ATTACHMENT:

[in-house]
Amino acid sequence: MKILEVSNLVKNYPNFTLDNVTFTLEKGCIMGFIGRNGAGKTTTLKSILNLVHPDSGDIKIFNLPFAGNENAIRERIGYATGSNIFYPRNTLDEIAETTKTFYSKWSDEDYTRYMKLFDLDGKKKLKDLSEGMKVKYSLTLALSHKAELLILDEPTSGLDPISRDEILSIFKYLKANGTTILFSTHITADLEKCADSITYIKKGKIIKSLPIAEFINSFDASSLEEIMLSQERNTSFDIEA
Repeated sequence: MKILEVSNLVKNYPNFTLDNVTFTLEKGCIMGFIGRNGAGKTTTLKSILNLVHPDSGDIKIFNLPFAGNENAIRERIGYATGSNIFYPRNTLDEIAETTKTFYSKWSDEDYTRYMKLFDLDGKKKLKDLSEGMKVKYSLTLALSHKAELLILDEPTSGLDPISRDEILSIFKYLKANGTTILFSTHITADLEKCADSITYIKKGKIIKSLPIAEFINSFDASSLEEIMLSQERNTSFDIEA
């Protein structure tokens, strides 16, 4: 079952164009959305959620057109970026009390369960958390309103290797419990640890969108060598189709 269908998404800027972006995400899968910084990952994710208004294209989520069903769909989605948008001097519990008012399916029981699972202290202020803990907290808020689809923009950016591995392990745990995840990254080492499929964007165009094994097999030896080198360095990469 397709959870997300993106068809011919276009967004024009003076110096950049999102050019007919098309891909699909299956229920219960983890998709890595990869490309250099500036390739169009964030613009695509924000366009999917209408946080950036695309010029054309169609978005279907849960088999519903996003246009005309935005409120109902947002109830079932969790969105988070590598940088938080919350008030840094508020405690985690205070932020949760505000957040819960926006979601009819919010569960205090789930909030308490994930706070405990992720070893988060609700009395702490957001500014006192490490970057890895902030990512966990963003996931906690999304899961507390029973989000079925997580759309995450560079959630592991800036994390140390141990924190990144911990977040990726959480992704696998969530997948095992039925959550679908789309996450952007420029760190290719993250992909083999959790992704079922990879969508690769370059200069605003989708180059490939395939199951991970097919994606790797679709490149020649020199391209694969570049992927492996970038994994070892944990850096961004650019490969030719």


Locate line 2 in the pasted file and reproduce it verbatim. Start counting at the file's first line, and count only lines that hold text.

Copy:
Amino acid sequence: MKILEVSNLVKNYPNFTLDNVTFTLEKGCIMGFIGRNGAGKTTTLKSILNLVHPDSGDIKIFNLPFAGNENAIRERIGYATGSNIFYPRNTLDEIAETTKTFYSKWSDEDYTRYMKLFDLDGKKKLKDLSEGMKVKYSLTLALSHKAELLILDEPTSGLDPISRDEILSIFKYLKANGTTILFSTHITADLEKCADSITYIKKGKIIKSLPIAEFINSFDASSLEEIMLSQERNTSFDIEA